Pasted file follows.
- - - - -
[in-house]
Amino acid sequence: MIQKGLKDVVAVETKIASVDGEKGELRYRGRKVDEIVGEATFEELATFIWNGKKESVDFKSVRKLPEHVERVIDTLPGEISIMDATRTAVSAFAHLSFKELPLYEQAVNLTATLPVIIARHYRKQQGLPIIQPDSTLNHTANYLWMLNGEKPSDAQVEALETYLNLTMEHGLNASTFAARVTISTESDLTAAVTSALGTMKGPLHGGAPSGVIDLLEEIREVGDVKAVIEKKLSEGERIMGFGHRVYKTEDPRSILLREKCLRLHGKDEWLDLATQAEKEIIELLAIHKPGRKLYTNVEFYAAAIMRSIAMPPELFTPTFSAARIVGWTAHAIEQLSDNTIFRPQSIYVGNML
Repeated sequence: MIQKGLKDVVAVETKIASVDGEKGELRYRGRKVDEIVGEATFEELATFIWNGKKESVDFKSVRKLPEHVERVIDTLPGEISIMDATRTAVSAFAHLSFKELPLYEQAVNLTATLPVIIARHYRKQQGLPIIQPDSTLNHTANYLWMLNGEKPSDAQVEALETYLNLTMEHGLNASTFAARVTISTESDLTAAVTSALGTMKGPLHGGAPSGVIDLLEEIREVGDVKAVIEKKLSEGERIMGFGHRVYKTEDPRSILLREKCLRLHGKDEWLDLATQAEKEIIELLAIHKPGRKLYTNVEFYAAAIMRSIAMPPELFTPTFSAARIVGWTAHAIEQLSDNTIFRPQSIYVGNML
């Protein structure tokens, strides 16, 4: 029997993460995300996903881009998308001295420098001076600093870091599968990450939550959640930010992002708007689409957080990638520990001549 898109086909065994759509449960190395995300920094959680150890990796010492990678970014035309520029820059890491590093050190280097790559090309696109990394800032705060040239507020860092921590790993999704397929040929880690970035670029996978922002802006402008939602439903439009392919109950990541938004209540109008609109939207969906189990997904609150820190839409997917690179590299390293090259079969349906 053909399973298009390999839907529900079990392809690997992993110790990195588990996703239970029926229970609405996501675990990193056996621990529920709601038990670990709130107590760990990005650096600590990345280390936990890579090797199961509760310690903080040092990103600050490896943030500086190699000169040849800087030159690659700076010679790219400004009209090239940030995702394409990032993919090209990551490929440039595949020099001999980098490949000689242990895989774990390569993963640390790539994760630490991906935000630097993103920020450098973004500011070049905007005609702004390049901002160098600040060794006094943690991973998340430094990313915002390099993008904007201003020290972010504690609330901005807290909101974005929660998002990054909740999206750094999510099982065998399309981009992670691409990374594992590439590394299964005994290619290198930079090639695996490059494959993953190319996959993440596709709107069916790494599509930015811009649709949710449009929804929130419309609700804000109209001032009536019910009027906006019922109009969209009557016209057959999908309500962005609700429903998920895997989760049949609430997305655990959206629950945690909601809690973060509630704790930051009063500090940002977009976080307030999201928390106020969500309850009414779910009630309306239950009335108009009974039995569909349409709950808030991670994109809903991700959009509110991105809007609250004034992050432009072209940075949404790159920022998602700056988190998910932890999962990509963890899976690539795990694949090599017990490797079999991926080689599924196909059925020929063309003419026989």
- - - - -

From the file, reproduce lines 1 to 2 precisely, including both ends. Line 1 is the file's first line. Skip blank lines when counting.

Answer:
[in-house]
Amino acid sequence: MIQKGLKDVVAVETKIASVDGEKGELRYRGRKVDEIVGEATFEELATFIWNGKKESVDFKSVRKLPEHVERVIDTLPGEISIMDATRTAVSAFAHLSFKELPLYEQAVNLTATLPVIIARHYRKQQGLPIIQPDSTLNHTANYLWMLNGEKPSDAQVEALETYLNLTMEHGLNASTFAARVTISTESDLTAAVTSALGTMKGPLHGGAPSGVIDLLEEIREVGDVKAVIEKKLSEGERIMGFGHRVYKTEDPRSILLREKCLRLHGKDEWLDLATQAEKEIIELLAIHKPGRKLYTNVEFYAAAIMRSIAMPPELFTPTFSAARIVGWTAHAIEQLSDNTIFRPQSIYVGNML